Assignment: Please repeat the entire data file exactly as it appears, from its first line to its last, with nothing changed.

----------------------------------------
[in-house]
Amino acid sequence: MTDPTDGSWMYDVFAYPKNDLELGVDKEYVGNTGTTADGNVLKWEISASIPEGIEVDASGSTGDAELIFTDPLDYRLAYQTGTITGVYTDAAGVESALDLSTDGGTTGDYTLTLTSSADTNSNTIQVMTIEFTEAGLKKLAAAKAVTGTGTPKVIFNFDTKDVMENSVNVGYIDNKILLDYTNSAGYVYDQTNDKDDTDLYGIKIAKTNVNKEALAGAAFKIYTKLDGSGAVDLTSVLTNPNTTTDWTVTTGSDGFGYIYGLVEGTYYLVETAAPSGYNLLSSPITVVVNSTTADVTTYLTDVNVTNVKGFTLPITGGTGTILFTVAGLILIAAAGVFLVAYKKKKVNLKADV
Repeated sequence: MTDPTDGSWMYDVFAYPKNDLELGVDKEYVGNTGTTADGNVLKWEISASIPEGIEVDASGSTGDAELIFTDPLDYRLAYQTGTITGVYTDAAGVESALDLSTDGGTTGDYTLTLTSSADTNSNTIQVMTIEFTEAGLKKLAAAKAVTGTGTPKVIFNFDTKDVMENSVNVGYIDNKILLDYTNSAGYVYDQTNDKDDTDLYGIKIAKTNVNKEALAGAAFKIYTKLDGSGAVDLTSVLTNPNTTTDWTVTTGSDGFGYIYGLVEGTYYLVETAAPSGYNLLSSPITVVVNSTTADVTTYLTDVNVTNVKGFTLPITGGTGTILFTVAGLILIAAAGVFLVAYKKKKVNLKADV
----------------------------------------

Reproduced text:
[in-house]
Amino acid sequence: MTDPTDGSWMYDVFAYPKNDLELGVDKEYVGNTGTTADGNVLKWEISASIPEGIEVDASGSTGDAELIFTDPLDYRLAYQTGTITGVYTDAAGVESALDLSTDGGTTGDYTLTLTSSADTNSNTIQVMTIEFTEAGLKKLAAAKAVTGTGTPKVIFNFDTKDVMENSVNVGYIDNKILLDYTNSAGYVYDQTNDKDDTDLYGIKIAKTNVNKEALAGAAFKIYTKLDGSGAVDLTSVLTNPNTTTDWTVTTGSDGFGYIYGLVEGTYYLVETAAPSGYNLLSSPITVVVNSTTADVTTYLTDVNVTNVKGFTLPITGGTGTILFTVAGLILIAAAGVFLVAYKKKKVNLKADV
Repeated sequence: MTDPTDGSWMYDVFAYPKNDLELGVDKEYVGNTGTTADGNVLKWEISASIPEGIEVDASGSTGDAELIFTDPLDYRLAYQTGTITGVYTDAAGVESALDLSTDGGTTGDYTLTLTSSADTNSNTIQVMTIEFTEAGLKKLAAAKAVTGTGTPKVIFNFDTKDVMENSVNVGYIDNKILLDYTNSAGYVYDQTNDKDDTDLYGIKIAKTNVNKEALAGAAFKIYTKLDGSGAVDLTSVLTNPNTTTDWTVTTGSDGFGYIYGLVEGTYYLVETAAPSGYNLLSSPITVVVNSTTADVTTYLTDVNVTNVKGFTLPITGGTGTILFTVAGLILIAAAGVFLVAYKKKKVNLKADV